icon bookmark-bicon bookmarkicon cameraicon checkicon chevron downicon chevron lefticon chevron righticon chevron upicon closeicon v-compressicon downloadicon editicon v-expandicon fbicon fileicon filtericon flag ruicon full chevron downicon full chevron lefticon full chevron righticon full chevron upicon gpicon insicon mailicon moveicon-musicicon mutedicon nomutedicon okicon v-pauseicon v-playicon searchicon shareicon sign inicon sign upicon stepbackicon stepforicon swipe downicon tagicon tagsicon tgicon trashicon twicon vkicon yticon wticon fm
15 Feb, 2015 14:20

Sealing off skies: Iran finalizes 360 degree early warning air defense radar

Sealing off skies: Iran finalizes 360 degree early warning air defense radar

Iran is close to deploying an early-warning radar system of its own to detect missile launches, stealth aircraft and drones thousands of kilometers from its borders. Once fully deployed, the Sepehr radar system will secure Iran's entire airspace.

Iran is introducing its most long-range Sepehr (Sky) phased array radar system, capable of controlling airspaces of all of its neighbor countries in the Middle East and Central Asia, as well as vast parts of Northern Africa, Eastern Europe and Russia.

With a range of up to 3,000 kilometers in distance and up to 300 kilometers into space, Sepehr radar system will protect the country's airspace completely.

“The radar will be included in the integrated air defense network in future after it is fully deployed, and then we will be able to even feel the enemies' breathing in their bases,” Commander of Khatam ol-Anbia Air Defense Base Brigadier General Farzad Esmayeeli told the national Fars news agency (FNA) on Sunday.

#Iran's giant Sepehr OTH (Over-the-horizon) radar project over 40% complete. More here: https://t.co/rBjvCUlUJVpic.twitter.com/U7cmY80Kj3

— iranmilitaryvlog (@irmilitaryvlog) February 15, 2015

"We don’t have any bottleneck left with regard to the Sepehr radar system and over 40 percent of its deployment plan has ended and we don't have any problem” with its development and deployment, he added.

“We hope that we can launch a major part of the Sepehr space radar system by the end of the next (Iranian) year (March 21, 2014-March 20, 2015),” Commander Esmayeeli told FNA.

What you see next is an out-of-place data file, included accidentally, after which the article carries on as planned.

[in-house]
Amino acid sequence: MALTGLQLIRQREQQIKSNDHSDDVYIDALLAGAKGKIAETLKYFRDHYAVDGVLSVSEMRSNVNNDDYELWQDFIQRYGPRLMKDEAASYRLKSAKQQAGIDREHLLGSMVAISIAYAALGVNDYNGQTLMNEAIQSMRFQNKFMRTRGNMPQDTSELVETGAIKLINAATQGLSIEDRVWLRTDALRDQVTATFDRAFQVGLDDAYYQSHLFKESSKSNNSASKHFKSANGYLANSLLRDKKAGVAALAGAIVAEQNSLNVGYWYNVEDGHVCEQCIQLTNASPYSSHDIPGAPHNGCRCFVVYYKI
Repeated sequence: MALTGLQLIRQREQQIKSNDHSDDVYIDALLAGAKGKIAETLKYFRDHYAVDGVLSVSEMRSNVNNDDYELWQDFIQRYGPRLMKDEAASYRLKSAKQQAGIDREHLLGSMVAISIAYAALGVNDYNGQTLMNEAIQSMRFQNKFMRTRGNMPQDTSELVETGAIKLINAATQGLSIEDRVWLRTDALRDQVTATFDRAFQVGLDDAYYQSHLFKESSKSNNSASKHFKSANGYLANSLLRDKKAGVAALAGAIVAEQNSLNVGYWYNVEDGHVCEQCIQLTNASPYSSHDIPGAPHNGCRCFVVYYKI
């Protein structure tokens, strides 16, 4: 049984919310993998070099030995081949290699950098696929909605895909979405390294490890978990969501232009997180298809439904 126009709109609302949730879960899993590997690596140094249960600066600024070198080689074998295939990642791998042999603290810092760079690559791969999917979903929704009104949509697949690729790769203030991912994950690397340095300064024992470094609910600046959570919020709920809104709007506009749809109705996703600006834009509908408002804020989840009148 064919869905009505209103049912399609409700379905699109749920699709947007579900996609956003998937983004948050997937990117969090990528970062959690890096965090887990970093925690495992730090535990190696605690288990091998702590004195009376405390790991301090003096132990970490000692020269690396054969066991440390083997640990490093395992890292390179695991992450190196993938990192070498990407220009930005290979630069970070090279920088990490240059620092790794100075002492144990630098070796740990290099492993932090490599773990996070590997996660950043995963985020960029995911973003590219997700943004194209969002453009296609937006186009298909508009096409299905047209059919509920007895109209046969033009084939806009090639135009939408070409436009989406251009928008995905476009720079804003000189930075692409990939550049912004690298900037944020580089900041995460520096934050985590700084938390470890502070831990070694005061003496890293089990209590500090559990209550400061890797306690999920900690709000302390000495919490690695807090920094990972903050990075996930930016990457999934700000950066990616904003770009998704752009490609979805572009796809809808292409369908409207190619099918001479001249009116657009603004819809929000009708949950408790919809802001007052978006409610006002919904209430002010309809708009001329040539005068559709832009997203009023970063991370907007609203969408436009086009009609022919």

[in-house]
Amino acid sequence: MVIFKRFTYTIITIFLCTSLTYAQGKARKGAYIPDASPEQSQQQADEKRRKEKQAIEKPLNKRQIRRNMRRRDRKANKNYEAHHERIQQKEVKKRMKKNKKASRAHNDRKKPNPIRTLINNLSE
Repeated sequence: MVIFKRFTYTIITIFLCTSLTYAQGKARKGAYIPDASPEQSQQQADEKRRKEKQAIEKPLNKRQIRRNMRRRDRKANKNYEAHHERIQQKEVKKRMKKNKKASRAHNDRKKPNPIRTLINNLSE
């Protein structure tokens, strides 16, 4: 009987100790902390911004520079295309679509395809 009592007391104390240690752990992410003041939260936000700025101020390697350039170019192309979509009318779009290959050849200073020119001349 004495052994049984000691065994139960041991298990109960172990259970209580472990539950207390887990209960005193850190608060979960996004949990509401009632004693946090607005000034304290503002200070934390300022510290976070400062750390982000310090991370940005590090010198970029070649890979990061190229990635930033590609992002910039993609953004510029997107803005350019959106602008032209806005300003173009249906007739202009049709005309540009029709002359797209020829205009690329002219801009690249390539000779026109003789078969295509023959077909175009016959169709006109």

Brigadier General Shahrokh Shahram, the lieutenant commander of Khatam ol-Anbia Air Defense Base, told FNA that the Sepehr radar has successfully passed all the tests.

“The Sepehr radar system… can detect stealth targets and micro UAVs at low, medium and high altitudes while it can also very easily identify and detect ballistic, semi-ballistic and cruise missiles,” Shahram said, FNA reported.

The first phase of Iran’s early warning radar system was tested in November 2014.

In September, Iran unveiled two domestically manufactured state-of-the-art radar systems capable of detecting stealth aircraft and long-distance targets, Arash-2 and Kayhan.

Iran unveiled new indigenized radar systems named Keyhan & Arash 2. http://t.co/yPOb5oswIopic.twitter.com/5iREBYz4oX

— Fars News Agency (@EnglishFars) September 2, 2014

The Arash-2 radar system specializes in tracking targets at low segment altitudes of less than 33 kilometers.

The two-dimensional Kayhan radar system is capable of detecting and tracking high altitude aerial targets, stealth aircraft included.

Iran's domestically produced "Kayhan radar system." Supposedly can detect & track conventional & stealth aircraft. pic.twitter.com/ArC7ZahGUI

— Hanif Z. Kashani (@hanifzk) December 10, 2014

Iran’s first long-range (1,100 kilometer) radar Ghadir was introduced in 2012 and according to the Islamic Revolution Guards Corps (IRGC) Aerospace Commander Brigadier General Amir Ali Hajizadeh, it has been mass-produced ever since.

PHOTO/VIDEO: Iran IRGC unveils Ghadir phased array 3D radar with claimed 1,100 km range http://t.co/btgTeU9J0Fpic.twitter.com/fQgT6GN8Sy

— Missilito (@Missilito) June 3, 2014

Ghadir radar can detect all aerial targets, including cruise and ballistic missiles, stealth drones, as well as low-altitude satellites.

The Iranian leadership has always insisted that the country's military and arms programs serve solely defensive purposes.